The Adventure Framework
We believe that adventures are about doing things that are new and different for each of us, doing things that can be a little scary but that also makes us curious to explore further.
The framework helps explain how we approach adventures. It’s the tool we use to design and facilitate all aspects of the experiences we offer. We originally built it with a focus on individual tourism products but it also applies at the destination level as we build itineraries and packages.
Over the years we found that most experience frameworks are either built for other contexts or based on a narrow definition of adventure tourism, usually focused on safety or technical skills. That’s why we chose to develop our own framework, combining the elements needed for adventures that create connections with the place and people.
The framework is broken down into three sections: the elements that must align to create authentic adventures, the building blocks that create the adventure itself and finally the constraints we must consider to ensure that the adventure is sustainable.
Authentic adventures happen at the intersection where our motivations and those of our guests align with our destination’s sense of place.
The questions we ask ourselves for each of our products, itineraries and packages are:
- Why us? How does the adventure align with our goal to inspire our guests to play outside and help them experience their adventure so that they can discover the culture, people and natural beauty of the region?
- Why here? How does the adventure showcase our region’s natural beauty, the culture of outdoor adventures and the people who make it special?
- Why are guests joining us? How can we best help them be the heroes of their adventures by providing guidance, instruction, coaching, advice or the tools they need?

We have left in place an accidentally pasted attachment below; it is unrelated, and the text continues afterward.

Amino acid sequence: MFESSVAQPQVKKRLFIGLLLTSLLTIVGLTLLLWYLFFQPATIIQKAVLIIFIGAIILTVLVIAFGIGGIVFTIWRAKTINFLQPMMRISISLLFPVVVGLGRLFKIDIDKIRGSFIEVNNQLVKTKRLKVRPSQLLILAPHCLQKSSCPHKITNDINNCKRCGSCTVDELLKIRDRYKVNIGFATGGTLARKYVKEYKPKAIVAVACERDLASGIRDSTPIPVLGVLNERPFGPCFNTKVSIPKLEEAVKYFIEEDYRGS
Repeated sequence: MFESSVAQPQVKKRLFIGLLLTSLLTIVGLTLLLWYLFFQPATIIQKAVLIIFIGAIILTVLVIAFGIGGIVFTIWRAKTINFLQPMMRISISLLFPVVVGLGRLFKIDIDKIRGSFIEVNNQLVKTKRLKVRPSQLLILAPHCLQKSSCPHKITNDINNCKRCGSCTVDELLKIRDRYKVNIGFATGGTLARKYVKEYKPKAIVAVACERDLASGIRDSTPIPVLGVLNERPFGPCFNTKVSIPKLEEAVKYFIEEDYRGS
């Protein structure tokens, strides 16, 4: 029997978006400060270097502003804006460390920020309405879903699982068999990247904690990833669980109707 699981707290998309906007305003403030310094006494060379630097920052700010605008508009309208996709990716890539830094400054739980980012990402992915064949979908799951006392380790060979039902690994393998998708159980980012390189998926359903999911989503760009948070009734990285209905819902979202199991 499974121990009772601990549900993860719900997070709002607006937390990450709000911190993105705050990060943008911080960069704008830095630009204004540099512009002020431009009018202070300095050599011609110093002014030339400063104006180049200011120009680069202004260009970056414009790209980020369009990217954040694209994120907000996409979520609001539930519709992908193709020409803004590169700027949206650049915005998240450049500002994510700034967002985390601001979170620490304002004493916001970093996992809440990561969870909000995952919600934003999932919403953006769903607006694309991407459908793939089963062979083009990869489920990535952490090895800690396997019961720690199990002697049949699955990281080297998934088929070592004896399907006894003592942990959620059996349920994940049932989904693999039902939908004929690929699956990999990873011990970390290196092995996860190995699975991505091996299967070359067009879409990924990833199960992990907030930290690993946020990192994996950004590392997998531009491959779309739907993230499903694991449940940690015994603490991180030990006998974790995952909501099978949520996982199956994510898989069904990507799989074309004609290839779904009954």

The Building Blocks
These are the details that need to come together for each adventure to create connections with place and people.
It all starts with the goosebumps moment, the part of the adventure that rises above the every day, leaving us speechless and in awe. This is the reason why we offer the adventure and why the guests choose to join us. It’s similar to the vision, theme or big idea that other frameworks use.
For the goosebump moment to resonate with our guests we need to find the right combination of activities, supporting moments and stories while making sure that we set up a safe environment where the logistics are handled seamlessly.
The activities we choose have the power to transform the experience. Snowshoeing forces us to slow down, sightseeing makes the region more accessible while photography allows us to capture the moment.
The smaller moments we encounter along the way make the whole experience more meaningful. These are the aha moments when things make sense all of the sudden, the pride that comes with overcoming a challenge and the connection we feel when we share those moments with others.
The stories we share help give those moments meaning and provide context for the adventure. We use the word story loosely, referring to communication that has the power to draw us in to create an emotional connection with the facts presented.
This requires us to set up a safe environment, physically and emotionally. Going outside of our daily lives is mentally demanding and requires a level of trust between the guest and the operators.
The logistics cover all the work that’s done behind the scene, the customer service and the small details that have a large impact on creating the experience for the guests.
Reinforcing memories can simply be a conversation over hot chocolate at the end of the tour, sharing the highlights and surprises of the day. This is the step that makes a collection of activities into a memorable experience.
Viable, Desirable and Feasible
These are the elements that go beyond the specific adventure. This involves asking ourselves a few questions to make sure that the adventure can be successful over the long term:
- Viable: Does it solve a problem for our guests and can it generate a profit or produce the outcomes required to sustain funding?
- Desirable: Does it have a positive impact, or can we minimize negative consequences, on the local community and environment?
- Feasible: Do we have the certifications, permits, insurance and resources needed to deliver the adventure?
These impact how we facilitate adventures and which products we offer.
BUILD FOR THE GUEST, NOT THE INDUSTRY
We think about adventures on a daily basis. We work closely with others in the tourism and outdoor industries. It’s easy to get trapped in the bubble, thinking that our guests have similar experiences to us.